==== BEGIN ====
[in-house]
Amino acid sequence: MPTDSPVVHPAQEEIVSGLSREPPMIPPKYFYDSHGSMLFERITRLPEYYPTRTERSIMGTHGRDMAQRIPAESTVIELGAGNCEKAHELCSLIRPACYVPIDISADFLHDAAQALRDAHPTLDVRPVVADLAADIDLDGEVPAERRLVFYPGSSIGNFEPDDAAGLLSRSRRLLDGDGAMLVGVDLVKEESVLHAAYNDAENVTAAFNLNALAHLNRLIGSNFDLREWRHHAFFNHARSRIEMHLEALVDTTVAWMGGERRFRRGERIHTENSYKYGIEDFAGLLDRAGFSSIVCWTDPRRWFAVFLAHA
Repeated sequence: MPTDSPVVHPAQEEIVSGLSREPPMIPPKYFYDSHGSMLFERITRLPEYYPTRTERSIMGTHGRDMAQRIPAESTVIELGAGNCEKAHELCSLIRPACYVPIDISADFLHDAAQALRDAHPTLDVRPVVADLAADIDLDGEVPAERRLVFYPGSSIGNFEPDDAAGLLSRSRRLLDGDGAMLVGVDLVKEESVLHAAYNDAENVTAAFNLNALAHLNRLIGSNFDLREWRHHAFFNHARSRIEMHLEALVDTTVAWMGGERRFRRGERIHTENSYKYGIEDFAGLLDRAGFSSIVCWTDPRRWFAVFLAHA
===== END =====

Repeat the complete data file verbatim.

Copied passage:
[in-house]
Amino acid sequence: MPTDSPVVHPAQEEIVSGLSREPPMIPPKYFYDSHGSMLFERITRLPEYYPTRTERSIMGTHGRDMAQRIPAESTVIELGAGNCEKAHELCSLIRPACYVPIDISADFLHDAAQALRDAHPTLDVRPVVADLAADIDLDGEVPAERRLVFYPGSSIGNFEPDDAAGLLSRSRRLLDGDGAMLVGVDLVKEESVLHAAYNDAENVTAAFNLNALAHLNRLIGSNFDLREWRHHAFFNHARSRIEMHLEALVDTTVAWMGGERRFRRGERIHTENSYKYGIEDFAGLLDRAGFSSIVCWTDPRRWFAVFLAHA
Repeated sequence: MPTDSPVVHPAQEEIVSGLSREPPMIPPKYFYDSHGSMLFERITRLPEYYPTRTERSIMGTHGRDMAQRIPAESTVIELGAGNCEKAHELCSLIRPACYVPIDISADFLHDAAQALRDAHPTLDVRPVVADLAADIDLDGEVPAERRLVFYPGSSIGNFEPDDAAGLLSRSRRLLDGDGAMLVGVDLVKEESVLHAAYNDAENVTAAFNLNALAHLNRLIGSNFDLREWRHHAFFNHARSRIEMHLEALVDTTVAWMGGERRFRRGERIHTENSYKYGIEDFAGLLDRAGFSSIVCWTDPRRWFAVFLAHA